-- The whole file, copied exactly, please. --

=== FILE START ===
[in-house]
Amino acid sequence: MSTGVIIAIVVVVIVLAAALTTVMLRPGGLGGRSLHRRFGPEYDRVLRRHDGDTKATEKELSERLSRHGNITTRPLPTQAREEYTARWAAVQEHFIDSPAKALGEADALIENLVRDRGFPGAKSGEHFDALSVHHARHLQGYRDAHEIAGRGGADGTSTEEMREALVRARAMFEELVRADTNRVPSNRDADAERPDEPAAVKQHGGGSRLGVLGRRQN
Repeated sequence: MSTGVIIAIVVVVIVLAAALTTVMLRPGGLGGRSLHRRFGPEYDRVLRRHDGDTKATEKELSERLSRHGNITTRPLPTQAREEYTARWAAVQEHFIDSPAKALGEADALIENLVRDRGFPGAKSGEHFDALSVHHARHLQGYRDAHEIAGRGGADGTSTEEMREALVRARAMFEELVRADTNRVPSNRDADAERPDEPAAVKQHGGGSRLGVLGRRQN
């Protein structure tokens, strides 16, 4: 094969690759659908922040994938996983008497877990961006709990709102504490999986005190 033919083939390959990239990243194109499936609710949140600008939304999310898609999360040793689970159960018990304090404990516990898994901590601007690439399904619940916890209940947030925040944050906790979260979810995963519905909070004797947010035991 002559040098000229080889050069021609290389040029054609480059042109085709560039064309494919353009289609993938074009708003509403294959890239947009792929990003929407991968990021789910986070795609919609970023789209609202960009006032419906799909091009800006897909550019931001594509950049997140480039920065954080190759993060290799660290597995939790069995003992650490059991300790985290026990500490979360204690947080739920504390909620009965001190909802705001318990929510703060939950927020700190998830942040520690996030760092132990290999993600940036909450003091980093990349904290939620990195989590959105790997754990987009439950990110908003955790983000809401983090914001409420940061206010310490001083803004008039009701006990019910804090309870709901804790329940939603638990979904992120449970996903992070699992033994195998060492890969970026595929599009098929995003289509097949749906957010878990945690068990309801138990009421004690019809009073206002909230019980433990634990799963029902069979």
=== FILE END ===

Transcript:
[in-house]
Amino acid sequence: MSTGVIIAIVVVVIVLAAALTTVMLRPGGLGGRSLHRRFGPEYDRVLRRHDGDTKATEKELSERLSRHGNITTRPLPTQAREEYTARWAAVQEHFIDSPAKALGEADALIENLVRDRGFPGAKSGEHFDALSVHHARHLQGYRDAHEIAGRGGADGTSTEEMREALVRARAMFEELVRADTNRVPSNRDADAERPDEPAAVKQHGGGSRLGVLGRRQN
Repeated sequence: MSTGVIIAIVVVVIVLAAALTTVMLRPGGLGGRSLHRRFGPEYDRVLRRHDGDTKATEKELSERLSRHGNITTRPLPTQAREEYTARWAAVQEHFIDSPAKALGEADALIENLVRDRGFPGAKSGEHFDALSVHHARHLQGYRDAHEIAGRGGADGTSTEEMREALVRARAMFEELVRADTNRVPSNRDADAERPDEPAAVKQHGGGSRLGVLGRRQN
């Protein structure tokens, strides 16, 4: 094969690759659908922040994938996983008497877990961006709990709102504490999986005190 033919083939390959990239990243194109499936609710949140600008939304999310898609999360040793689970159960018990304090404990516990898994901590601007690439399904619940916890209940947030925040944050906790979260979810995963519905909070004797947010035991 002559040098000229080889050069021609290389040029054609480059042109085709560039064309494919353009289609993938074009708003509403294959890239947009792929990003929407991968990021789910986070795609919609970023789209609202960009006032419906799909091009800006897909550019931001594509950049997140480039920065954080190759993060290799660290597995939790069995003992650490059991300790985290026990500490979360204690947080739920504390909620009965001190909802705001318990929510703060939950927020700190998830942040520690996030760092132990290999993600940036909450003091980093990349904290939620990195989590959105790997754990987009439950990110908003955790983000809401983090914001409420940061206010310490001083803004008039009701006990019910804090309870709901804790329940939603638990979904992120449970996903992070699992033994195998060492890969970026595929599009098929995003289509097949749906957010878990945690068990309801138990009421004690019809009073206002909230019980433990634990799963029902069979």